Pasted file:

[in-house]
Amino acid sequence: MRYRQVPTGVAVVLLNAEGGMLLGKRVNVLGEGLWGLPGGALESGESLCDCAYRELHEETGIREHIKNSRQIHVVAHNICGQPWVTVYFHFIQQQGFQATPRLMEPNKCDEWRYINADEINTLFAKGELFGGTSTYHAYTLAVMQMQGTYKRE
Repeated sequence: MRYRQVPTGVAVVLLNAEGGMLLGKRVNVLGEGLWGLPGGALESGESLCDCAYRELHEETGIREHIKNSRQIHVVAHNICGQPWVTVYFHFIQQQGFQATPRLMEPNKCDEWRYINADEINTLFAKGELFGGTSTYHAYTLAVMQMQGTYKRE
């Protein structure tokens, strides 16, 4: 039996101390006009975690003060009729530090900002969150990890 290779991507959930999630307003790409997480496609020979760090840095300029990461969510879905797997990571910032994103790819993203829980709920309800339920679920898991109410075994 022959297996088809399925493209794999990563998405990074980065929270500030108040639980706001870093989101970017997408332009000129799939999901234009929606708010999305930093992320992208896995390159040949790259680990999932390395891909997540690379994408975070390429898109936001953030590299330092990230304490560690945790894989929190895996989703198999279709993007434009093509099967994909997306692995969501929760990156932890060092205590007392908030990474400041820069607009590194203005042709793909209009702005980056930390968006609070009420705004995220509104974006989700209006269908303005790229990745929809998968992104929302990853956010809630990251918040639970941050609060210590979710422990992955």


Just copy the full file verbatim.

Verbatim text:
[in-house]
Amino acid sequence: MRYRQVPTGVAVVLLNAEGGMLLGKRVNVLGEGLWGLPGGALESGESLCDCAYRELHEETGIREHIKNSRQIHVVAHNICGQPWVTVYFHFIQQQGFQATPRLMEPNKCDEWRYINADEINTLFAKGELFGGTSTYHAYTLAVMQMQGTYKRE
Repeated sequence: MRYRQVPTGVAVVLLNAEGGMLLGKRVNVLGEGLWGLPGGALESGESLCDCAYRELHEETGIREHIKNSRQIHVVAHNICGQPWVTVYFHFIQQQGFQATPRLMEPNKCDEWRYINADEINTLFAKGELFGGTSTYHAYTLAVMQMQGTYKRE
């Protein structure tokens, strides 16, 4: 039996101390006009975690003060009729530090900002969150990890 290779991507959930999630307003790409997480496609020979760090840095300029990461969510879905797997990571910032994103790819993203829980709920309800339920679920898991109410075994 022959297996088809399925493209794999990563998405990074980065929270500030108040639980706001870093989101970017997408332009000129799939999901234009929606708010999305930093992320992208896995390159040949790259680990999932390395891909997540690379994408975070390429898109936001953030590299330092990230304490560690945790894989929190895996989703198999279709993007434009093509099967994909997306692995969501929760990156932890060092205590007392908030990474400041820069607009590194203005042709793909209009702005980056930390968006609070009420705004995220509104974006989700209006269908303005790229990745929809998968992104929302990853956010809630990251918040639970941050609060210590979710422990992955």